Academia and Public Policy: Towards the co-generation of knowledge and learning processes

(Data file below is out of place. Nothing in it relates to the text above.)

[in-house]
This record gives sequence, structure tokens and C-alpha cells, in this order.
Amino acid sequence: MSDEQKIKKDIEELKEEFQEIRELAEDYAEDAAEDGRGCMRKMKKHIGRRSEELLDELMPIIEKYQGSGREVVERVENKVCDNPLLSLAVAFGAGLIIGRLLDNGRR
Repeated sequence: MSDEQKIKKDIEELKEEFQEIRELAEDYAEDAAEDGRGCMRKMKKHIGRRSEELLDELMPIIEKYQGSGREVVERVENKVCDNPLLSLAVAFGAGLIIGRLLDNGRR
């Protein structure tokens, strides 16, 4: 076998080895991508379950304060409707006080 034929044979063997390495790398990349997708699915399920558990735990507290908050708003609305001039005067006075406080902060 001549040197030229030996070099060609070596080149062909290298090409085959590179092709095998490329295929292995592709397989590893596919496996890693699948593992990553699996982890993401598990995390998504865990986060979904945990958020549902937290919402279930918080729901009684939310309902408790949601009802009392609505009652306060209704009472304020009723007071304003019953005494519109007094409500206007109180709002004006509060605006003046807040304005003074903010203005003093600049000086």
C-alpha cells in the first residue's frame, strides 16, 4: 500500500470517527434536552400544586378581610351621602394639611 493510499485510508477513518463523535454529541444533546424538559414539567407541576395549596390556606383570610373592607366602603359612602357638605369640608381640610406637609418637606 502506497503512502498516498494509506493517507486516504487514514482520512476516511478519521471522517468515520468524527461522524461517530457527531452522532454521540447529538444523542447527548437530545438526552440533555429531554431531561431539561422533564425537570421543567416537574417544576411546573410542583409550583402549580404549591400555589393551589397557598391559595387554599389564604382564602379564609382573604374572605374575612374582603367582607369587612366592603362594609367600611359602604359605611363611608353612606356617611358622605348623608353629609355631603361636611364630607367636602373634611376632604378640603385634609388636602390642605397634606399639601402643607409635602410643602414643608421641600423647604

Building from the context of ongoing debates around the changing roles of universities in society, this paper contributes to analysis of academia-society interface in two important respects. First, the paper considers the under-researched subset of relations that exist between academia and public policy. It is argued that academia-policy relations bear similarities to academia-market relations; like imperfect markets, policy environments tend to be characterised by concentrations of power. Thus similar concerns to those evident in debates around the commercialisation of university activity are relevant. Second, the paper explores the issue of balance in the role of the academic with regards public policy though an auto-reflective case analysis of an emerging experience in the Basque Country region of Spain. An aim is to reflect on the very fine (and frequently controversial) line between policy-oriented academic research and policy consultancy. The analysis highlights some of the benefits and issues with integrating action research principles into research projects, and suggests the significance of co-generation of knowledge and learning processes between academics and policy-makers. In turn this has specific implications for the time-horizon of relationships (long- rather than short-term) and for doctoral training (in research methodologies appropriate for such processes).
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